A $240 million accounting error is creating a windfall for many local taxing bodies, but a drain for the state budget.

Finance officers for local school systems mentioned a boost in special purpose local option sales tax for education revenue in September during October meetings. Bremen City Schools received an additional about $167,000 while Haralson County Schools received an additional about $200,000, their respective finance officers said.

Additionally, the cities and Haralson County also received the inflated local option sales tax payments. Haralson County received $167,735 in August and $344,661 in September. The city of Bremen received $90,765 from Haralson County LOST in August and $186,504 in September. The city of Tallapoosa received $54,371 in August and $111,721 in September.

“I did a happy dance when I saw our September SPLOST numbers,” Allen Pullen, finance director for Bremen City Schools, told the Board of Education members at their meeting. “The Haralson SPLOST was over $268,000; Carroll SPLOST was over $102,000. Our average on Haralson is about $135,000; average Carroll is about $65,000.”

The boost in SPLOST and LOST for the local taxing bodies was the result of an error found in a series of audits conducted by the Department of Revenue, said Mason Rainey, who is currently handling media inquiries for the Department.

“It was found that the returns of a number of business taxpayers had misreported the state and local allocation of a significant portion of their remitted sales tax from late 2015 to early 2018,” Rainey said by email. “All of the companies used the same tax accounting software that contained this error causing significant amounts of payments to be incorrectly attributed to state sales tax.”

The Department spent about 400 audit hours reconstructing the local sourcing for the misreported transactions in order to send the money to the correct taxing bodies, he said.

“The distributions to local jurisdictions, which occurred in September 2020, totaled approximately $240 million,” Rainey wrote.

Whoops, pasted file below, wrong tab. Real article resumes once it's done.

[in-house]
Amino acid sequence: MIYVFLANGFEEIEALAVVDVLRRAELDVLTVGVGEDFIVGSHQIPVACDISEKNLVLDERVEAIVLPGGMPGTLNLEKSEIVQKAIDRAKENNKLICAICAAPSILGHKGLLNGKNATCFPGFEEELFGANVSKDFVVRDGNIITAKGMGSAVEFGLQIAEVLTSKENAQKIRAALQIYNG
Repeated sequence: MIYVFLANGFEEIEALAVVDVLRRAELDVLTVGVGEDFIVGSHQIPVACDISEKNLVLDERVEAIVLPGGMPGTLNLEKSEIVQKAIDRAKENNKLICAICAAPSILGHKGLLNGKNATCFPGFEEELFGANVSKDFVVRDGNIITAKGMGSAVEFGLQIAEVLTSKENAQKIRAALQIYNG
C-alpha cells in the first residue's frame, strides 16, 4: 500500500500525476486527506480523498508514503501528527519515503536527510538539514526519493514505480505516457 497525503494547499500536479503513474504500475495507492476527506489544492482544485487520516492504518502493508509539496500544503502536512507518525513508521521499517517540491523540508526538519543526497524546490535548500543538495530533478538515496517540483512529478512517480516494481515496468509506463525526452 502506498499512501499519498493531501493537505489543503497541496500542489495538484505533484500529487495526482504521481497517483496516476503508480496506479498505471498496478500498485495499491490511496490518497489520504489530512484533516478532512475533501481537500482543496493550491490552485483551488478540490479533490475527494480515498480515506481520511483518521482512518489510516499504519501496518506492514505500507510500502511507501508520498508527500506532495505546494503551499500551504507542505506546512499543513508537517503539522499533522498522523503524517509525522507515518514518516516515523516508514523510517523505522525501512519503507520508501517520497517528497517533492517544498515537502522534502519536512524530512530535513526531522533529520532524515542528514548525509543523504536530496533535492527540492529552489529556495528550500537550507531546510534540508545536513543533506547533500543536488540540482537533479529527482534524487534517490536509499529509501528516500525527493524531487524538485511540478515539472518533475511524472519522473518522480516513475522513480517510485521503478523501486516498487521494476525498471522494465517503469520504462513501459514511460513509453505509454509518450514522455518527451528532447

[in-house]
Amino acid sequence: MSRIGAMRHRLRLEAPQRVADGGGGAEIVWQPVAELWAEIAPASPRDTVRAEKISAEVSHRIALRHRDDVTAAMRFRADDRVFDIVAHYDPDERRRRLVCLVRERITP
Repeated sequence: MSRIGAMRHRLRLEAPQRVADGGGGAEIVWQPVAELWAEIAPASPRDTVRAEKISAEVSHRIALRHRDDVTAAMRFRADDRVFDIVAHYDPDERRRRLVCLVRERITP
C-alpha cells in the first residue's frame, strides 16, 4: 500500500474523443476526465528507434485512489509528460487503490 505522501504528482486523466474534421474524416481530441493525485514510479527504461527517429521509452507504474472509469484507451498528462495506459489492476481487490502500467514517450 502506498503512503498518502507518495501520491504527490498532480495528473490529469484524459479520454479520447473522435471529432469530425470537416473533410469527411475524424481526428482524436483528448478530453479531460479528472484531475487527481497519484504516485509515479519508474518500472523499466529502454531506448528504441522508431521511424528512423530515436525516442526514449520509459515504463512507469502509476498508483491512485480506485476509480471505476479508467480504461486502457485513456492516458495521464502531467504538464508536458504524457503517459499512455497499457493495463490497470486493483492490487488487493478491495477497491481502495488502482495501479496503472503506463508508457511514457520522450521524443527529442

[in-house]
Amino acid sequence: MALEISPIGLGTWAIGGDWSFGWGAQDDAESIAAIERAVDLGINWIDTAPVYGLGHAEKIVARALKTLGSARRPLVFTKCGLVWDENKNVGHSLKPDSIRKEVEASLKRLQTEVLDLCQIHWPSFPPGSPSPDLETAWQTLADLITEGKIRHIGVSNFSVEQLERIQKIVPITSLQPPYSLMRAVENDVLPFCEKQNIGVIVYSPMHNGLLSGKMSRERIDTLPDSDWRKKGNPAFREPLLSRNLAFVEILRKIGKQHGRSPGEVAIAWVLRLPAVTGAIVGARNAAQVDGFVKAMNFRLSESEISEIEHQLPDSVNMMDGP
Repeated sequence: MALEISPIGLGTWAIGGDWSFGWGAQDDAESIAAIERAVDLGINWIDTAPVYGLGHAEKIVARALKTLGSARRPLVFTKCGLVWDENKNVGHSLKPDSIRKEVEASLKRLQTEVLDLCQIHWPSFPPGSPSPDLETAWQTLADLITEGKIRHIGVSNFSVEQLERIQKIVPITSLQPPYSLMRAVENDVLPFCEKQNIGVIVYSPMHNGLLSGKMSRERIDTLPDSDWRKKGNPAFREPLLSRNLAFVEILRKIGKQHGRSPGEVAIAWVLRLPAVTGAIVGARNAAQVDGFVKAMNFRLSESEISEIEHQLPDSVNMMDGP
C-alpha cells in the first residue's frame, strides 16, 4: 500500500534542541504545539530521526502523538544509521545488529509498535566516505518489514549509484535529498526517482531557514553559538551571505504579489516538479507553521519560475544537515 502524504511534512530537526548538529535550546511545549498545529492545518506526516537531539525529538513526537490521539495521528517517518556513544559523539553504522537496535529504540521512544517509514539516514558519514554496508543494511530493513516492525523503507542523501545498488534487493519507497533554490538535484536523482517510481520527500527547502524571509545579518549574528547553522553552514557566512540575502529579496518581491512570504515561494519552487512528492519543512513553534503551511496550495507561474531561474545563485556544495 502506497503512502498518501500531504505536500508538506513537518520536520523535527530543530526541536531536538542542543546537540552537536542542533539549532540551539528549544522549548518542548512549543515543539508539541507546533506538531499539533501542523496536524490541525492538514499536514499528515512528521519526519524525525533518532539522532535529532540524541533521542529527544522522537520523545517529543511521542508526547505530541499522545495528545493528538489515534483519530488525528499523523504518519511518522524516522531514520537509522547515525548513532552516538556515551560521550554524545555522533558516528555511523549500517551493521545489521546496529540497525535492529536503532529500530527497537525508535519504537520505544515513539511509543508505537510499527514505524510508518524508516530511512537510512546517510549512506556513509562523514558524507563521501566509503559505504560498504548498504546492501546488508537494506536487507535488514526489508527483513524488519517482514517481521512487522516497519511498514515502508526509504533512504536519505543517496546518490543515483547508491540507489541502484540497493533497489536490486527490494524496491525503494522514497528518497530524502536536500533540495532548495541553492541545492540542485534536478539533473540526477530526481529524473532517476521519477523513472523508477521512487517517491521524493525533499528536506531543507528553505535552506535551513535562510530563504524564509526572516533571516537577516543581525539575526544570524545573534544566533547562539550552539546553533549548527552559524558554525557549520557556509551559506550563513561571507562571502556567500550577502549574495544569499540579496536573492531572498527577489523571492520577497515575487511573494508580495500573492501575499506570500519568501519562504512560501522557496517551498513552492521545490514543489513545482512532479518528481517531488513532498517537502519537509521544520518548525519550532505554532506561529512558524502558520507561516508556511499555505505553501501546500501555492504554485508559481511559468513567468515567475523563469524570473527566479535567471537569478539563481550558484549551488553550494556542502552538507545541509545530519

That money was taken from the state’s general fund, Pullen said, and that worries some local politicians.

“The state’s already spent that money over the years,” said Bremen Board of Education member Brandall Lovvorn.

He wondered if the state might try to recoup that money.

“The pessimistic side of me worries — because the coffers are the coffers,” said Bremen Superintendent David Hicks. “Is that going to be made up somewhere else in 2022.”

Tate Mitchell, communications manager for Gov. Brian Kemp’s office, declined to comment on how this might affect the budget moving forward and referred inquiries to the Department of Revenue.

Cities aren’t as dependent on state dollars, said Perry Hicks, Bremen city manager. The cities collect property tax dollars, business license fees and sales tax proceeds to operate, he said.

“We’re very locally oriented,” City Manager Hicks said.

The LOST revenue reimburses the city for projects it has already done, he said, so this money will just go in the pot to continue down the list of projects.

Philip Eidson, city manager of Tallapoosa agreed.

“We just have this list of projects that we work on,” Eidson said.

The projects for water, sewer, police will get a little boost, he said.

But he noted, “The state’s probably running a little tight on their budget.”

The proposed ESPLOST extension is on the November ballot.